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http://www.mersenne.org/freesoft.htm
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Prime95 is used to put your system at full load. Prime95 - When run for the first time, it is necessary to click on Advanced, then click on Round off checking so that errors caused by instabilities will be flagged as they occur. Also go to Options and run the Torture Test. Run the Inplace FFTs (Max Power, Heat and some Ram). Prime95 will automatically thread all Cores, and will expose insufficient CPU cooling and computer case cooling, or excessive Vcore and overclock. At no other time will a CPU be as heavily loaded, or display higher temperatures, even when OC'd during worst-case loads such as gaming or video editing. Prime95 can be used with SpeedFan to observe CPU temps, while stress testing for system stability. During single threaded gaming and applications, Core 0 typically carries heavier loads and higher temps than other Cores.
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You want your system at full load when checking your voltages to ensure your PSU is up to spec.
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If your PC restarts during this test you have a faulty Power Supply (PSU) and it will need replacing.
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Download SpeedFan and check the Voltages and Temps while Prime95 is running.
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http://www.almico.com/sfdownload.php
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You will want your 12-volt rail to be within 11.52 to 12.48 during load. This means when you are running your cpu at 100% you do not want to drop below 11.52 or you may experience stability problems including but not limited to system restarts and Windows crashes. For the 5-volt rail, you want it to be within 4.8 to 5.2 to be within the 4% range. As for the 3.3 volt rail, you want it to be within 3.17 to 3.43
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Video Memory Stress Test 1.4
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http://www.majorgeeks.com/Video_Memory_Stress_Test__d5896.html
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Note: A damaged or insufficiently charged internal battery can corrupt CMOS or BIOS settings.
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<i>Keep us informed as to your progress if you require further assistance.</i>
<br><br>
<br><br>
<font size="1"><i>If you think that any of the posts that have been made by all TR Members, have solved or contributed to solving the problem, please Mark them as <b>Helpful</b> so that others may benefit from the outcome. </i></font>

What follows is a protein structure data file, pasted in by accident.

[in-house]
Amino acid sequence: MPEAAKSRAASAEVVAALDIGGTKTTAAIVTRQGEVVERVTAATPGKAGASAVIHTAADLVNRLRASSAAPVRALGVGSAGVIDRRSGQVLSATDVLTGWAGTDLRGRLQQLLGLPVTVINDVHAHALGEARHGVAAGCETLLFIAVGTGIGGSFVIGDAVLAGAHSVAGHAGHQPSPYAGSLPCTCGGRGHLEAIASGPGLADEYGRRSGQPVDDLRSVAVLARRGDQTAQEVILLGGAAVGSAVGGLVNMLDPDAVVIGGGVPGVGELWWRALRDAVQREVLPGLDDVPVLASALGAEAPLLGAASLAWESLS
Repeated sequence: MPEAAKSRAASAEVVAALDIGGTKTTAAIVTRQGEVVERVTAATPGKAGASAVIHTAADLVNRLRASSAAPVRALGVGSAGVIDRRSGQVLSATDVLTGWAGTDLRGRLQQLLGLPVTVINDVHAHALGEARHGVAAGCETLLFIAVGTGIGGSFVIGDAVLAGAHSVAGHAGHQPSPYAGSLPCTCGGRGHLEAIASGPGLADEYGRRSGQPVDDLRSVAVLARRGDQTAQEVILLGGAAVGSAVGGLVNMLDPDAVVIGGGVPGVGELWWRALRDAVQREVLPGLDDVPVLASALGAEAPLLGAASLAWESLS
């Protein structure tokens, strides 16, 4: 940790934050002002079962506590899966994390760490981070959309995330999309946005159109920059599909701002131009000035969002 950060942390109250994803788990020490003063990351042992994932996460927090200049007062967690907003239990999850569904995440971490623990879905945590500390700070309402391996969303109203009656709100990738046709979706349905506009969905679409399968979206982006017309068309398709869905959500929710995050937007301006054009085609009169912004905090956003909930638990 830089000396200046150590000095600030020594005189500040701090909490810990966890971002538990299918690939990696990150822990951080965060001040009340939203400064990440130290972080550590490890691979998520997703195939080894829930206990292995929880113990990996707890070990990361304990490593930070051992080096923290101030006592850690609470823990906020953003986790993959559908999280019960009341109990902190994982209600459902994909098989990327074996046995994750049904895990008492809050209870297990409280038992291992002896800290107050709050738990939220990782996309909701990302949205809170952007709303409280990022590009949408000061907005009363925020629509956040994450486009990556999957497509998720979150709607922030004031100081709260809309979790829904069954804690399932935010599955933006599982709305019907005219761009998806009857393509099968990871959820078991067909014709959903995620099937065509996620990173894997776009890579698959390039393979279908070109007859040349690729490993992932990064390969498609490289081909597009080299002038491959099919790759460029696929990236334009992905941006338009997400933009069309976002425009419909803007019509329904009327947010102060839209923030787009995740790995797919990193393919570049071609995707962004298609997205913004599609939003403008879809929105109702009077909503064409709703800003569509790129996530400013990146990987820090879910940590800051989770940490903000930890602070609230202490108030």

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Fragmented page file

by Tearat In reply to Tested with Tools and res ...

Some imaging software will defrag as it backs up and restores
So your files may not go back to the same place on the partition
This will happen if your image file is smaller than your partition size

Hope that puts some light on why your paging file is not fragmented after an image restore

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In addition to the above

by OH Smeg Moderator In reply to What causes XP Registry H ...

You can also get a build up of Dust and other junk inside the case which causes Electrical Degradation to occur. This can come in several forms including random BSOD's failure to boot properly and corrupt files like the Registry occurring.

You need to clean out the Insides of the unit and in the case of a Desktop remove any plug in Cards clean the connectors with a soft rubber/eraser and reassemble after the insides are cleaned out. As this is a Static Sensitive Area you never use any Static Dust Attractors like some of the Dusters that are currently available. You also need to prevent any fans from spinning as these generate power and can damage the Electronic Components inside the case.

Canned Air is the best to use to blow out the insides of the case or very low pressure compressed air can be used Do Not use Vacuum Cleaners on either Suck or Blow as the plastic ends can generate large Static Charges and the Motor can send a Static Charge to the air it is pumping.

You should check the reliability of the hardware occasionally and run some diagnostics like a CPU and RAM check as well as test the HDD's present in the system. You can use the Ultimate Boot CD for this and it is available for download here

http://www.ultimatebootcd.com/download.html

Col

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Good point about dust.

by nnenos In reply to In addition to the above

Last I opened my system I cleaned it up for dust with compressed air, but I did not cleaned the card contacts.

Thanks for the warning about ESD. Luckily, I used to be an electrical engineer and I am well versed in ESD handling precautions.

Are there any tools you can use to test the various cards installed in the system, such as Modems, Network Cards, FireWire Cards, Display Driver Cards, etc.

I am not sure the ultimate cd has these tools. None the less I will download it and burn it to a cd and keep in my toolbox for future use.

Thanks for the tip.

Sandro